NIXA, Mo. – Missouri’s municipal election is less than a week away, and voters in Nixa have a decision to make about District 3. Three candidates are running for the council seat: Justin Orf, Isaiah Lockhart and Jeff Belcher.

Orf currently represents District 3, which is south of Highway 14 and west of Main Street. He tells OzarksFirst he’d like to be reelected.

“Largely it’s to continue what I’ve been doing for the past six years which is helping citizens navigate city government,” Orf said. “I’ve learned how city government works, who to talk to and what it takes to get an ordinance through council. I’ve developed great working relationships with city staff, so that I know who to talk to. I get those answers really quickly.”

The incumbent candidate is the youngest person to ever serve on Nixa City Council, starting when he was just 20 years old.

During Orf’s term, the city built a sidewalk that goes from Nixa High School to the X Center. This year, he is helping bring an inclusive playground to McCauley Park for kids of all abilities. Orf says he also helped drop utility rates in the city by diversifying the electric grid and renegotiating on a contract. He tells OzarksFirst the average family in town will probably save around $17 a month on utilities.

Orf says if he’s reelected, he plans to continue helping people and answering their questions.

“I’ve been lucky that I’ve been able to accomplish what I wanted to originally,” Orf said. “Now it’s just continuing on that success.”

OzarksFirst asked Orf why people should vote for him. He answered, “Experience and community involvement.”

One of Orf’s opponents is Isaiah Lockhart.

Lockhart tells OzarksFirst he has noticed how tense council meetings have become. He has overheard some debates about COVID-19 and Mayor Brian Steele’s position. He says if he’s elected, he would like to ease that tension.

“Figure out a way to facilitate conversations regardless of our differences,” Lockhart said. “This is a pandemic. It’s not fun for anybody. Looking back it’s easy to say, ‘They should’ve done this, or they should’ve done that.’ I’m a firm believer that the things that unite us are far more greater than the things we may disagree on or have indifferences.”

Lockhart adds that if he’s elected, he’ll focus on what residents are worried about. He tells OzarksFirst he hears from people concerned about Nixa not being a small town anymore after seeing some subdivisions go up.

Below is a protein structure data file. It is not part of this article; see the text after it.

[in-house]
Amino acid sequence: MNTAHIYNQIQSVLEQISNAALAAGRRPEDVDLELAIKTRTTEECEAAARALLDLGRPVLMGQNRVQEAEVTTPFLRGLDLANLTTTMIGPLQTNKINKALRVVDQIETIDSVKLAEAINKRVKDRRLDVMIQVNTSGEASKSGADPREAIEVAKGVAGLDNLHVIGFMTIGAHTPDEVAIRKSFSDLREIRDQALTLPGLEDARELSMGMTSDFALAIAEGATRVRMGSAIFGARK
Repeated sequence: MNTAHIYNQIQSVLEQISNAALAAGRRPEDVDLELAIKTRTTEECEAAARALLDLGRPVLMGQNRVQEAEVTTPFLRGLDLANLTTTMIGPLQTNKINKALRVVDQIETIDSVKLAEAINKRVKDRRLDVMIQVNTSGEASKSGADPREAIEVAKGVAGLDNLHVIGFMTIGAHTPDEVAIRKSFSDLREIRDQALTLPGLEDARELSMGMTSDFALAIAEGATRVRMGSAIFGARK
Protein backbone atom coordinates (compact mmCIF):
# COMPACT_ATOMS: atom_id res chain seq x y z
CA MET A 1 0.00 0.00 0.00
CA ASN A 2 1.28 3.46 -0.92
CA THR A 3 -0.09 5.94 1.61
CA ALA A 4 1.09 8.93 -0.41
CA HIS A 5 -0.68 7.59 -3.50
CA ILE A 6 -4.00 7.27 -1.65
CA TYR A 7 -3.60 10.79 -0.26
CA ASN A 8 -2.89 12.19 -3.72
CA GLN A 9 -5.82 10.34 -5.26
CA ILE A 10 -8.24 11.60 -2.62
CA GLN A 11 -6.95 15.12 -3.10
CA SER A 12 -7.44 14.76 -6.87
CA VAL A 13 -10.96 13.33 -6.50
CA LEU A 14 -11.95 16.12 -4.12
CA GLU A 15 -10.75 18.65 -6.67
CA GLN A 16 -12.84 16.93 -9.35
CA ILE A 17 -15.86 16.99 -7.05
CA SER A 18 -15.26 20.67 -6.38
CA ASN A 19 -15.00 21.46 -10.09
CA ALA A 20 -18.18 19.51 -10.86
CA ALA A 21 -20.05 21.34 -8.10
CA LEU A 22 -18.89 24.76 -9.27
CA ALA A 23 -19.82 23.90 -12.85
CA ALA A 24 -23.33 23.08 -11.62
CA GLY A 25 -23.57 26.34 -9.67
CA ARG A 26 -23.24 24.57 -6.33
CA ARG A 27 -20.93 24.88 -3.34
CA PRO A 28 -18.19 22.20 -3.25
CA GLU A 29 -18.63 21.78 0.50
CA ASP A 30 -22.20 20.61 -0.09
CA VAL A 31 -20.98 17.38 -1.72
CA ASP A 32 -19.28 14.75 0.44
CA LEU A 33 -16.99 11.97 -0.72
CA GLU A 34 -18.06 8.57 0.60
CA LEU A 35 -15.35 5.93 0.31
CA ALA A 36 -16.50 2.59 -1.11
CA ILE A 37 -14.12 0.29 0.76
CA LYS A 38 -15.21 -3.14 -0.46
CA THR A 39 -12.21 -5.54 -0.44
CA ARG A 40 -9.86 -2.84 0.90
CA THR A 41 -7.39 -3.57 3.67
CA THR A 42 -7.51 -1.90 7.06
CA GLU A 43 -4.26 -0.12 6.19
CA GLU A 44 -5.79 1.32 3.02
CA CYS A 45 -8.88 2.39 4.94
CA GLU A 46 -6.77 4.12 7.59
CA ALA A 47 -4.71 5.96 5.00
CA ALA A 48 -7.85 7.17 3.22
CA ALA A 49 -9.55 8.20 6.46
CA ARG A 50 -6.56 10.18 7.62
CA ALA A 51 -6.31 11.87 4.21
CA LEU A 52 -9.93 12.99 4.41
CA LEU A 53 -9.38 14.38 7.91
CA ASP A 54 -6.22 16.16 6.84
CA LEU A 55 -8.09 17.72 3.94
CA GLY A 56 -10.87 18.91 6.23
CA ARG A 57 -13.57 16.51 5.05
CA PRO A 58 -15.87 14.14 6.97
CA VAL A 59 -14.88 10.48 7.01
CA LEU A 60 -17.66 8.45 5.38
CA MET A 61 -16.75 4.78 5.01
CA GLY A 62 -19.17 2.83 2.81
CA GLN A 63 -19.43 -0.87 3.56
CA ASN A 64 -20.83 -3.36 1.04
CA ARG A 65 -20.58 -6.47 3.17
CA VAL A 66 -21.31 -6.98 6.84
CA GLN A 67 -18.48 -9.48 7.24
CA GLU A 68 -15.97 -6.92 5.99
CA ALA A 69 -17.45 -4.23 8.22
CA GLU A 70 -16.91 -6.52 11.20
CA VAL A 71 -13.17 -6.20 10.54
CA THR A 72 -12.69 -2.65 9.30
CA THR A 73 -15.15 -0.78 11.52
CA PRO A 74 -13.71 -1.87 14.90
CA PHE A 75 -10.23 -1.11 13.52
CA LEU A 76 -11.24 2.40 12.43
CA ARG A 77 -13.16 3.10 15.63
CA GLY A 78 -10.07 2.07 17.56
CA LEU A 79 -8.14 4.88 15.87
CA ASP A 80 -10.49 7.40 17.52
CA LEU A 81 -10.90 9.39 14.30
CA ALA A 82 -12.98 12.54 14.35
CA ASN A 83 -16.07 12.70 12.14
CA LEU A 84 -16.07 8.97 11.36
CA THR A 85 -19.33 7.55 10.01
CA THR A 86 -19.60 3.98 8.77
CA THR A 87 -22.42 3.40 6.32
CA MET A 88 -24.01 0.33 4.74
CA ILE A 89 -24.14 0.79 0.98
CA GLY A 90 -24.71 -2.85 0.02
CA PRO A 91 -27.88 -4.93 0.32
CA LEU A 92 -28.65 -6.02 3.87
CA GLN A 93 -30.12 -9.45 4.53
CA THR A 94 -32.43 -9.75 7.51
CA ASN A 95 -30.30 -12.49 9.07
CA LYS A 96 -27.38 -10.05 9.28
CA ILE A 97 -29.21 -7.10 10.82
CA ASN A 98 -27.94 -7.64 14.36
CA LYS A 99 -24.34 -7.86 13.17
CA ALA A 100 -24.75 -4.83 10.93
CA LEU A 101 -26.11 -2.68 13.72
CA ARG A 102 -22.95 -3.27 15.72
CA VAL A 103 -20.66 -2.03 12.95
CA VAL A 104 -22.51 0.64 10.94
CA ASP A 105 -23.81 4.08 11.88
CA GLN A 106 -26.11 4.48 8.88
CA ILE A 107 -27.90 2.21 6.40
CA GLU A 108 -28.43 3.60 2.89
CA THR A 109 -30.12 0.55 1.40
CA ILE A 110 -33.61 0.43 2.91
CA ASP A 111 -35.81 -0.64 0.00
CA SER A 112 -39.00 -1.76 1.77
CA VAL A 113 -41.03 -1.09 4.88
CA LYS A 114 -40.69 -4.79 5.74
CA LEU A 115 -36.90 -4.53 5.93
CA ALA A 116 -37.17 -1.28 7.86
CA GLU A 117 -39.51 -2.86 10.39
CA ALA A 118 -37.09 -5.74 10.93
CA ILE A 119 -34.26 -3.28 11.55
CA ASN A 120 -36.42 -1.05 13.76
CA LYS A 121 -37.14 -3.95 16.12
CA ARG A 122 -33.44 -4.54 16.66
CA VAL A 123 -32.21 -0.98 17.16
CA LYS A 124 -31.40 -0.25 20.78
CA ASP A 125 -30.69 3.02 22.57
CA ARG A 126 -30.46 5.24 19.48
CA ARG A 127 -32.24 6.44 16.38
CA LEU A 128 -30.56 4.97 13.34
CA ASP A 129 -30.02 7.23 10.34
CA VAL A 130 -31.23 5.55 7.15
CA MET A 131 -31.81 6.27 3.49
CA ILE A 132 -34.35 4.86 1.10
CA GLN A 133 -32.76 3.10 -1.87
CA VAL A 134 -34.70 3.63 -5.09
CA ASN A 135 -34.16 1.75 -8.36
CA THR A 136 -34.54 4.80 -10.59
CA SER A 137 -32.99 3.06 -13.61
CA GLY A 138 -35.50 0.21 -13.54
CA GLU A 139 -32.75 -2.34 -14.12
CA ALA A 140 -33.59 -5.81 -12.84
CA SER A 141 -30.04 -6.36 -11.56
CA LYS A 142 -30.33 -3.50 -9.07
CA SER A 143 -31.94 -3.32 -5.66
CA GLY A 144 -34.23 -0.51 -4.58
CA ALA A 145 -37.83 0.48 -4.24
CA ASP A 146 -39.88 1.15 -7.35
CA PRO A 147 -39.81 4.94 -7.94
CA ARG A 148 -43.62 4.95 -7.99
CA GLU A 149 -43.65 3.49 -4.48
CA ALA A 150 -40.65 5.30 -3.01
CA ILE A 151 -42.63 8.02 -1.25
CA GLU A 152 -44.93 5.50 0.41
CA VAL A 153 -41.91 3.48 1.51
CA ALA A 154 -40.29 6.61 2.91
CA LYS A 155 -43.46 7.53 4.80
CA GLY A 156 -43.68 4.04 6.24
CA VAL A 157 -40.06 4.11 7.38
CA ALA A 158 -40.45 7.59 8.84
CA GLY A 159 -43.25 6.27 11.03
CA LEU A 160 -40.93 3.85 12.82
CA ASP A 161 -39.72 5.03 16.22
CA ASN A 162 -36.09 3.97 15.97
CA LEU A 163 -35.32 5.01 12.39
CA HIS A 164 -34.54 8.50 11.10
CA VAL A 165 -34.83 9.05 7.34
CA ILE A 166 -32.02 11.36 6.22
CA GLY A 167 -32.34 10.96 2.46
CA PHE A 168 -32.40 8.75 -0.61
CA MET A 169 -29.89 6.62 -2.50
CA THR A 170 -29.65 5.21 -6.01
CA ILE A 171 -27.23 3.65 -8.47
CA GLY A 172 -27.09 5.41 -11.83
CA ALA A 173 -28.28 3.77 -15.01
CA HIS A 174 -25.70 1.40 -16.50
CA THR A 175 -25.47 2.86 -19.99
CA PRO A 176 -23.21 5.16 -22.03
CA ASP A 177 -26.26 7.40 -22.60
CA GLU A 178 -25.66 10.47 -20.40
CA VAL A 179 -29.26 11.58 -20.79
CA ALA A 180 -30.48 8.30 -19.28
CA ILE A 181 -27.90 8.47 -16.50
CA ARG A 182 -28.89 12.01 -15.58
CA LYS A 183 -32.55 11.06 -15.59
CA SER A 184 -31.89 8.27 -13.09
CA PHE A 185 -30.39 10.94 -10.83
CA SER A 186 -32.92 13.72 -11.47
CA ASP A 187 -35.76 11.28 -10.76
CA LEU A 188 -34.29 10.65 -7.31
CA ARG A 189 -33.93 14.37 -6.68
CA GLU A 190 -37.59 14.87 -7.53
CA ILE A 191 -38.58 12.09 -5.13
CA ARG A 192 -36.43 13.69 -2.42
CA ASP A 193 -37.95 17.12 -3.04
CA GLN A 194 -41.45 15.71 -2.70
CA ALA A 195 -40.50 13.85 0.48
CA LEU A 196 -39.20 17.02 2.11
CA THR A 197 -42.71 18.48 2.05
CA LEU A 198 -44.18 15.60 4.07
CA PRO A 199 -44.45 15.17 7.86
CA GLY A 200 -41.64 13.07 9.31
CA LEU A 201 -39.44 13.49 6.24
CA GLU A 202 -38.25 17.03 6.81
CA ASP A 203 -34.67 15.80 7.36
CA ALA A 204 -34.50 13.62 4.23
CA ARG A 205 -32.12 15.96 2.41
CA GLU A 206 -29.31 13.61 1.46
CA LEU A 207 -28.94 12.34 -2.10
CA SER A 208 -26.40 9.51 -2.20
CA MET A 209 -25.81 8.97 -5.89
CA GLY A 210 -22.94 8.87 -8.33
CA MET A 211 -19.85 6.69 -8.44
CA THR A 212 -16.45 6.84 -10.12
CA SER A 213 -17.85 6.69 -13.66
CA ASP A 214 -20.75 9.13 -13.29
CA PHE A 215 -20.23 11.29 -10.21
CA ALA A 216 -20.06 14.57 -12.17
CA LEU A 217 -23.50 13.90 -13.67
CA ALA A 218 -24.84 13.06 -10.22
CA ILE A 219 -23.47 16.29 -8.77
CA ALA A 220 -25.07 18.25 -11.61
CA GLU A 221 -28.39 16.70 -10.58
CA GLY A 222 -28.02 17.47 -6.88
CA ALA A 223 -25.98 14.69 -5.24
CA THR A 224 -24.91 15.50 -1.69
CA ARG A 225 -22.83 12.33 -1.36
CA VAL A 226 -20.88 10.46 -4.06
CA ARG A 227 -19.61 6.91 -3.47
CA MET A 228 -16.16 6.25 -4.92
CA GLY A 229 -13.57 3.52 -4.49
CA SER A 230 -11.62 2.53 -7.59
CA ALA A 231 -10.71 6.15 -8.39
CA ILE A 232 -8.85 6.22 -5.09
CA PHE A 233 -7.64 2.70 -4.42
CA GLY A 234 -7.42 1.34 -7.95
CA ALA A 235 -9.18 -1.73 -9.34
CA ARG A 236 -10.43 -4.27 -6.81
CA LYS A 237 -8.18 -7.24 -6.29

Keeping that in mind, Lockhart also wants to help the city deal with the growth it saw in the 2020 census. In 2010, 19,022 people lived in Nixa. Ten years later, that number grew to 23,257. As his town becomes a more popular place to live, Lockhart says he’d like to help the police department hire more officers.

He tells OzarksFirst he wants to be a representative people can rely on.

“Whatever the challenge may be, whether it’s just growth or helping our small businesses,” Lockhart said. “I grew up working for my dad in a fast food restaurant, so I know a lot of those challenges and things they face. Just dealing with those things.”

When asked why people should vote for him, Lockhart said he is someone who will listen, and that’s something the community can work on.

Running against Lockhart and Orf is Jeff Belcher, who has been going to a lot of council meetings lately. At those meetings, he says he has seen some decisions pass without everyone’s approval.

“I just feel that’s not an accurate representation of our city,” Belcher said. “Again, nobody 100% for 100% for 100%. It’s kind of rare. I think there needs to be more discussion, more opposing views brought to the table instead of, ‘Let’s just go along with the good ole’ boy system and not rock the boat.”

Belcher tells OzarksFIrst if he’s elected, he wants to help make city council become more transparent. He wants council to have less closed meetings, and let residents know about what’s being discussed.

“Bring the government back to the people,” Belcher said. “Let’s not do our business, and then we’ll leak out what we feel they need to hear.”

He says he’s worried about Nixa becoming a more popular city to live in. When Belcher first moved to the area, he recalls it being a small town. He tells OzarksFirst it’s now a much more expensive place to live.

“We really need to pause and take a look at the development we’re doing,” Belcher said. “Making sure we’re going to be able to have a community we have a good blend. Not just all the upper echelons getting out of Springfield coming here to settle and squeezing the little guy out. I’m all for the little guy. I’m an average Joe, and that’s what I think Nixa needs is more average Joe representation.”

When asked why people should vote for him, Belcher said he would ask the hard questions and offer a different approach to city council.